Styles P

Time Is Money

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    8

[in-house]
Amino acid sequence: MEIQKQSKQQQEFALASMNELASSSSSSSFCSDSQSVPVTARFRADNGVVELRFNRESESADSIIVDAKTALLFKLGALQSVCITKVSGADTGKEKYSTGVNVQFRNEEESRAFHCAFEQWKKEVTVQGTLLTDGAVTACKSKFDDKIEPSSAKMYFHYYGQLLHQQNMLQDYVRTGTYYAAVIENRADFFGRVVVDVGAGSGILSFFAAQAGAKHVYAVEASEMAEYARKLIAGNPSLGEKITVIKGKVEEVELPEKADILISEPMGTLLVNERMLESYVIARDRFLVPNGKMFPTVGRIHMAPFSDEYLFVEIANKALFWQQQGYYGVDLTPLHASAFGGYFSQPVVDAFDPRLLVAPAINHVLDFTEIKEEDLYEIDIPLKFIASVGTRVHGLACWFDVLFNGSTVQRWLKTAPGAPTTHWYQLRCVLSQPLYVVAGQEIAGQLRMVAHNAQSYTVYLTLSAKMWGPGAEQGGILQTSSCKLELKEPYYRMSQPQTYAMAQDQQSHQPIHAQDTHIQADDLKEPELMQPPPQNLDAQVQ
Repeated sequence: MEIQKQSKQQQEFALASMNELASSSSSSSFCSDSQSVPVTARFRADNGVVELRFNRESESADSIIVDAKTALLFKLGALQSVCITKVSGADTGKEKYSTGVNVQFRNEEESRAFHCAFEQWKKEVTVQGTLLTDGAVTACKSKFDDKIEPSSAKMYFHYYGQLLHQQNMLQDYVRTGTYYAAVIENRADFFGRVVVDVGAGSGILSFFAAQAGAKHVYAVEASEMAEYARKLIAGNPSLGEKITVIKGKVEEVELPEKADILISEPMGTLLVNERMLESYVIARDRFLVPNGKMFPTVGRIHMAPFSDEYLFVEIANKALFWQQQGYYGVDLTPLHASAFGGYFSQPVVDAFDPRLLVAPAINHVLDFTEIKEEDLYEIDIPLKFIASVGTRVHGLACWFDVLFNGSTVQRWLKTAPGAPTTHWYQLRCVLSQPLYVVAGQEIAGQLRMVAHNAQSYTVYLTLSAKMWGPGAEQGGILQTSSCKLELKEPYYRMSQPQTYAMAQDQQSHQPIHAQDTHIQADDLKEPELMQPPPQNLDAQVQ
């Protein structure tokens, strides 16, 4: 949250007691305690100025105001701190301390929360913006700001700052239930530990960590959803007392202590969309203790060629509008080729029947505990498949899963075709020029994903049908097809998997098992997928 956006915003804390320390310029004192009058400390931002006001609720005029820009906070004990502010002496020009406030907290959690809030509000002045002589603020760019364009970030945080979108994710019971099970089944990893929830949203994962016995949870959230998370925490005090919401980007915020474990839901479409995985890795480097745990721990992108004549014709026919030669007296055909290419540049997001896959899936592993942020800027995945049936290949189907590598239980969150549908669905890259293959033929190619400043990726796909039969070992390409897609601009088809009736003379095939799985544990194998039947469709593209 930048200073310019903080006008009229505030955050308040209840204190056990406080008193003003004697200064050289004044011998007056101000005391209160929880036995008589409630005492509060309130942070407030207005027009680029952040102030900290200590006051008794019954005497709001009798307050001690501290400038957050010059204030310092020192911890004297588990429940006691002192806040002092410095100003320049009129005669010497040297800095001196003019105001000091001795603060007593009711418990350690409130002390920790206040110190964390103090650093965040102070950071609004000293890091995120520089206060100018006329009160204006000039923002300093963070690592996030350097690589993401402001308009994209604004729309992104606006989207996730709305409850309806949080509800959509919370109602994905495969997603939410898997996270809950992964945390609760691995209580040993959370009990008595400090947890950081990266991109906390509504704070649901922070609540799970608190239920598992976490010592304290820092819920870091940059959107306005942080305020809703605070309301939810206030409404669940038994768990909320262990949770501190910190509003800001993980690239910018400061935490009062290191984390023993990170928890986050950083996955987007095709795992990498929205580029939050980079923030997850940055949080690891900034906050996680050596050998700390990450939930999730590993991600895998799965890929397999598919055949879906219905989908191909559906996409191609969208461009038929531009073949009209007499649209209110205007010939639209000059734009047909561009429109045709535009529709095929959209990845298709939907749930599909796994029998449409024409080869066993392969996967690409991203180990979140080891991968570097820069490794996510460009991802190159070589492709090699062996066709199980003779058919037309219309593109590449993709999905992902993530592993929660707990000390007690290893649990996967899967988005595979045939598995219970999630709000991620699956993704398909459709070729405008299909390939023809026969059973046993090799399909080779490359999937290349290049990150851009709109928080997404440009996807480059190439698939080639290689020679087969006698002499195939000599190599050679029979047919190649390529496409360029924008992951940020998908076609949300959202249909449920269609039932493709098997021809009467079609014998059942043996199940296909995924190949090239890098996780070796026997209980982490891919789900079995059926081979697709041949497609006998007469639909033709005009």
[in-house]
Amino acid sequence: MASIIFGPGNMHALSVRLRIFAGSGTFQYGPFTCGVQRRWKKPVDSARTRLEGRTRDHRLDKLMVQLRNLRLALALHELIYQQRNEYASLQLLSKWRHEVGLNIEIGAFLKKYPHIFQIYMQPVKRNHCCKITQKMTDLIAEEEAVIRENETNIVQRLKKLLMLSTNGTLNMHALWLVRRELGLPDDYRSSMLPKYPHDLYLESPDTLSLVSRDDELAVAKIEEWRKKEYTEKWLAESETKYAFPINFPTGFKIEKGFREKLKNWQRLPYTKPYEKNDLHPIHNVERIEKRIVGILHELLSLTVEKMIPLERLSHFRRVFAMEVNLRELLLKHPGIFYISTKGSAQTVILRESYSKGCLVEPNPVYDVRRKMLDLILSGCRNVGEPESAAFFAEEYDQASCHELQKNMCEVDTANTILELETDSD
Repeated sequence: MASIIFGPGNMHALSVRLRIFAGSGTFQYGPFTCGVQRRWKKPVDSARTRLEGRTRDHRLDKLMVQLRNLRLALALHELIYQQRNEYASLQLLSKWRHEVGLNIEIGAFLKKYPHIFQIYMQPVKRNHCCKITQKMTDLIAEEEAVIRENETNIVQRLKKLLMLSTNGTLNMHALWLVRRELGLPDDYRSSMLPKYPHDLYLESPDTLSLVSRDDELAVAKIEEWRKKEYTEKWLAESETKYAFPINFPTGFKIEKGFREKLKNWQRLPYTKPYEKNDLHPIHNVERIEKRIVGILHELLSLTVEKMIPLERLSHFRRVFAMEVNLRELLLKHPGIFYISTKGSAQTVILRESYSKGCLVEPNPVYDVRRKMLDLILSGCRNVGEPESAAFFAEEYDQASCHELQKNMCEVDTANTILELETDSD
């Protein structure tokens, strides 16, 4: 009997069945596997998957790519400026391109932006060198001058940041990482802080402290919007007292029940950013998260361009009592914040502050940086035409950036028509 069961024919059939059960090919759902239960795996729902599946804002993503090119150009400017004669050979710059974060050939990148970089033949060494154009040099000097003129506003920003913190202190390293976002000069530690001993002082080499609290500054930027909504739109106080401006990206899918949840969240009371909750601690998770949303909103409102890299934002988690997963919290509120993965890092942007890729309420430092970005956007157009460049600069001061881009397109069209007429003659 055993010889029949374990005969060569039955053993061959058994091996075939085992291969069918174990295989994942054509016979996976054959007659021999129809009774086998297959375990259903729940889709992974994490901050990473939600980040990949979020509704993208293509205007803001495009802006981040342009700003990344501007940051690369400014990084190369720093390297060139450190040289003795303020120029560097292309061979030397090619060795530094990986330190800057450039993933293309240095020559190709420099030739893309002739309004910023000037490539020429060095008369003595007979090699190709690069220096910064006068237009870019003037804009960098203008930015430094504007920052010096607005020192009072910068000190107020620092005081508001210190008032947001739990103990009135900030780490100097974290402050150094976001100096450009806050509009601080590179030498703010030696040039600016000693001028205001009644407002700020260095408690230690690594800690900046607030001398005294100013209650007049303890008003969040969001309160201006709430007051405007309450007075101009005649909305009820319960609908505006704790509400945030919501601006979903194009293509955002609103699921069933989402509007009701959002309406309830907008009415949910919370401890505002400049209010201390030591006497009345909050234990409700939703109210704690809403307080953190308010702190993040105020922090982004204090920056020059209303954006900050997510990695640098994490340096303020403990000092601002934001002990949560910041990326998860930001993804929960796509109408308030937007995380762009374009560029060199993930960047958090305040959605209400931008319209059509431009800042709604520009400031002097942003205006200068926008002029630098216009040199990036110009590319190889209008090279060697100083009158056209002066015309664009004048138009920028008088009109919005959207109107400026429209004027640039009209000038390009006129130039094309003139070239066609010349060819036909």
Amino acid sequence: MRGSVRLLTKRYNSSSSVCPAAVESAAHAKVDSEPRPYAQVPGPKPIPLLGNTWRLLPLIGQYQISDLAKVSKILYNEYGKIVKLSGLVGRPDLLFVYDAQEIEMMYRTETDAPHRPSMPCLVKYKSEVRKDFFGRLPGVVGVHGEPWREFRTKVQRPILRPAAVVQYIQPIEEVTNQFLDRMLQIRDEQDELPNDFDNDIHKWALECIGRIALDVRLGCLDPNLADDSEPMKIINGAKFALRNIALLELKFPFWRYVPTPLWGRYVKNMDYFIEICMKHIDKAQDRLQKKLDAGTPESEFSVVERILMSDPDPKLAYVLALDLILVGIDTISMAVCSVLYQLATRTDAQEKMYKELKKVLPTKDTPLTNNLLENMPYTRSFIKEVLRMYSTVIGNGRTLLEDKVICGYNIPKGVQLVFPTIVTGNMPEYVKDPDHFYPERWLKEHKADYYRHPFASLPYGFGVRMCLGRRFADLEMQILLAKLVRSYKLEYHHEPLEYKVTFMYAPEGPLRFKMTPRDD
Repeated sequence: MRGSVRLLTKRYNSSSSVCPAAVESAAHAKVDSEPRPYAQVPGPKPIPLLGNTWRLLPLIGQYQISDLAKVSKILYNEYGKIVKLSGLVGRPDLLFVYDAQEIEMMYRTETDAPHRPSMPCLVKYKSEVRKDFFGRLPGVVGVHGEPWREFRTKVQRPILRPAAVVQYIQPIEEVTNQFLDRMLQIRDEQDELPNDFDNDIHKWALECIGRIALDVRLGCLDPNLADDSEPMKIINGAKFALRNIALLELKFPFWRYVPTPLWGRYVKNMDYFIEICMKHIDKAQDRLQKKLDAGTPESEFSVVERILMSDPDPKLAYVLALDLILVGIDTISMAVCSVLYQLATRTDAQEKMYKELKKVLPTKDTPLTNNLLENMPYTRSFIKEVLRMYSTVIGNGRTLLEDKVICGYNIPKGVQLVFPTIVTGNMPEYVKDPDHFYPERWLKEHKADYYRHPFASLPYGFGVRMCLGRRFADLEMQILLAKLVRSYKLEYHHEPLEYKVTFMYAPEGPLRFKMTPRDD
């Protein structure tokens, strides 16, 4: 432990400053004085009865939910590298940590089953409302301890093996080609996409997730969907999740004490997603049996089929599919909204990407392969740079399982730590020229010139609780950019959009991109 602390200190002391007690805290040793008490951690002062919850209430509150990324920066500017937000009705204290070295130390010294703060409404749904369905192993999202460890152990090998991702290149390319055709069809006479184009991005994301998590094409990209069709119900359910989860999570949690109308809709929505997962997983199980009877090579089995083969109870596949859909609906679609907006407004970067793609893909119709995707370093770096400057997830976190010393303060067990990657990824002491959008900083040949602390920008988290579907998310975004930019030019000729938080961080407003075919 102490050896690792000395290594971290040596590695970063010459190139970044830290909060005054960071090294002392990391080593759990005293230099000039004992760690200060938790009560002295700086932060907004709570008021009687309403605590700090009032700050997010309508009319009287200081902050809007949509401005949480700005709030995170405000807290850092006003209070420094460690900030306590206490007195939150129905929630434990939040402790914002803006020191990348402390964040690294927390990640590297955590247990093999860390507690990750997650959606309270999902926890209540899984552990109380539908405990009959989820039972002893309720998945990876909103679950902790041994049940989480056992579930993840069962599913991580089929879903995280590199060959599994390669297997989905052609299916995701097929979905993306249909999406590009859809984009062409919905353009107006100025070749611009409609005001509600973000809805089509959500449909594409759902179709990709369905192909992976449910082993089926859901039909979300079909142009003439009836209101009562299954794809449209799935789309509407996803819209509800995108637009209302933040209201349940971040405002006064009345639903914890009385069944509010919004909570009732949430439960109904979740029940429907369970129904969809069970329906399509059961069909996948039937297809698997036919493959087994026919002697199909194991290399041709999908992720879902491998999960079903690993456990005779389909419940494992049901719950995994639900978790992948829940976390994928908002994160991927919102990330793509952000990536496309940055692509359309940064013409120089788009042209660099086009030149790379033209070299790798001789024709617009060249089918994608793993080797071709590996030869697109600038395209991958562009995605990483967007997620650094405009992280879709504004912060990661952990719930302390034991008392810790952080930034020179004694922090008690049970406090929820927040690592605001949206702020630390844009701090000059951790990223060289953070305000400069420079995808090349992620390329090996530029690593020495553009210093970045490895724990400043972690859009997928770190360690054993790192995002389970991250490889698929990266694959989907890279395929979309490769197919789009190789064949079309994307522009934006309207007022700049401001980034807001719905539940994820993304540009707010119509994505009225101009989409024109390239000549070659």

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While the title became more and more ironic with every pushed-back release date, Styles P's long-delayed Time Is Money feels immediate, like an excellent mixtape with extremely high production values, and certainly not what you'd expect from a "four years in the making" album. This vital slab of street music pops from the get-go with "G-Joint," a vicious stab at rival gangs -- G-Unit included -- with producer Huu Banga crunching a sample of Asia's "Only Time Will Tell" into an amazingly fresh loop. Old-school soul -- with Talib Kweli and Gerald LeVert stopping by for some worthwhile collaborations -- dominates the next three cuts, then Styles' old crew the LOX appear and the radio-friendly section of the album begins. T.I.'s favorite Crystal Waters loop is featured on "Favorite Drug" and Akon adds his usual hooks and swagger to "Can You Believe It," and while it's been a standard exercise in how to make a solid thug album up to this point, "I'm Black" is a different story altogether. As Time Is Money was seeing release, blogs were all over the track claiming radio wouldn't touch it, then radio claimed they weren't shipped it. It really was perfect blog-age marketing, since who would think a single with "Even tho' my skin is kinda light/That just means my ancestors were raped by somebody white" would be sandwiched into the drive-time playlist? The song's use of "Black" instead of "African American" was also at issue, but as James Brown gets name-checked and Marsha Ambrosius from Floetry lays the serious soul on the chorus, it becomes apparent that Styles is recalling an era where Panthers roamed America and "Sing it loud/I'm Black and I'm proud" was the slogan. Somehow, the track blends well into the album, and while there's a case to be made that G-Unit beefing and club tracks don't mean much from a rapper who has grown significantly and can now bring a revolution, when Styles paints a picture of partying, irresponsible gangster living, or hanging with your crew, it's just as vivid, just as exciting. Add solid production from Hi-Tek, the Alchemist, Scott Storch, and Lil Jon with a tight track list that has no tolerance for filler, and you've got a knockout full-length.

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